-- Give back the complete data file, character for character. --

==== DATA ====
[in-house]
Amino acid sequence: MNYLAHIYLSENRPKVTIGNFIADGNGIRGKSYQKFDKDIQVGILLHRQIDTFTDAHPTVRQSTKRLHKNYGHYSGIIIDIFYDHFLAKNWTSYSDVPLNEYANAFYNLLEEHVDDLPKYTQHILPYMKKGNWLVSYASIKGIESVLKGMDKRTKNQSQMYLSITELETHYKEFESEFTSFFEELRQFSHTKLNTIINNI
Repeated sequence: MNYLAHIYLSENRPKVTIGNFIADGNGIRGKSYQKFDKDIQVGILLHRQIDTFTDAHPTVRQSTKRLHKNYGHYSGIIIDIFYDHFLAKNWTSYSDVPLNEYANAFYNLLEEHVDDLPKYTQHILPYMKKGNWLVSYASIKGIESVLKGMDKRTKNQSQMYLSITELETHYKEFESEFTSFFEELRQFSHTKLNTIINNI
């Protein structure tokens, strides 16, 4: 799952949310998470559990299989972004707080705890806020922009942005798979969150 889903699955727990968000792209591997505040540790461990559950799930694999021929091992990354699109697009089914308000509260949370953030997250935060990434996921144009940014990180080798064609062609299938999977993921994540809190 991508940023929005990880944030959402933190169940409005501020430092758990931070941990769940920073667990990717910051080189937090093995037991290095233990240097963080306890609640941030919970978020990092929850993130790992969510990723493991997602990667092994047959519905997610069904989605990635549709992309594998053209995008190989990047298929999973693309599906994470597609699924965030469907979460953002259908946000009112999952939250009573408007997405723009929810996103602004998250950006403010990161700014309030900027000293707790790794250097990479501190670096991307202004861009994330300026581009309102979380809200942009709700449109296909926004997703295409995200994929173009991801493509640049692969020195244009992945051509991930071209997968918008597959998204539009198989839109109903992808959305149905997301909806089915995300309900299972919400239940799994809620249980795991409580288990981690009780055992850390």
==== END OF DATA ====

[in-house]
Amino acid sequence: MNYLAHIYLSENRPKVTIGNFIADGNGIRGKSYQKFDKDIQVGILLHRQIDTFTDAHPTVRQSTKRLHKNYGHYSGIIIDIFYDHFLAKNWTSYSDVPLNEYANAFYNLLEEHVDDLPKYTQHILPYMKKGNWLVSYASIKGIESVLKGMDKRTKNQSQMYLSITELETHYKEFESEFTSFFEELRQFSHTKLNTIINNI
Repeated sequence: MNYLAHIYLSENRPKVTIGNFIADGNGIRGKSYQKFDKDIQVGILLHRQIDTFTDAHPTVRQSTKRLHKNYGHYSGIIIDIFYDHFLAKNWTSYSDVPLNEYANAFYNLLEEHVDDLPKYTQHILPYMKKGNWLVSYASIKGIESVLKGMDKRTKNQSQMYLSITELETHYKEFESEFTSFFEELRQFSHTKLNTIINNI
């Protein structure tokens, strides 16, 4: 799952949310998470559990299989972004707080705890806020922009942005798979969150 889903699955727990968000792209591997505040540790461990559950799930694999021929091992990354699109697009089914308000509260949370953030997250935060990434996921144009940014990180080798064609062609299938999977993921994540809190 991508940023929005990880944030959402933190169940409005501020430092758990931070941990769940920073667990990717910051080189937090093995037991290095233990240097963080306890609640941030919970978020990092929850993130790992969510990723493991997602990667092994047959519905997610069904989605990635549709992309594998053209995008190989990047298929999973693309599906994470597609699924965030469907979460953002259908946000009112999952939250009573408007997405723009929810996103602004998250950006403010990161700014309030900027000293707790790794250097990479501190670096991307202004861009994330300026581009309102979380809200942009709700449109296909926004997703295409995200994929173009991801493509640049692969020195244009992945051509991930071209997968918008597959998204539009198989839109109903992808959305149905997301909806089915995300309900299972919400239940799994809620249980795991409580288990981690009780055992850390």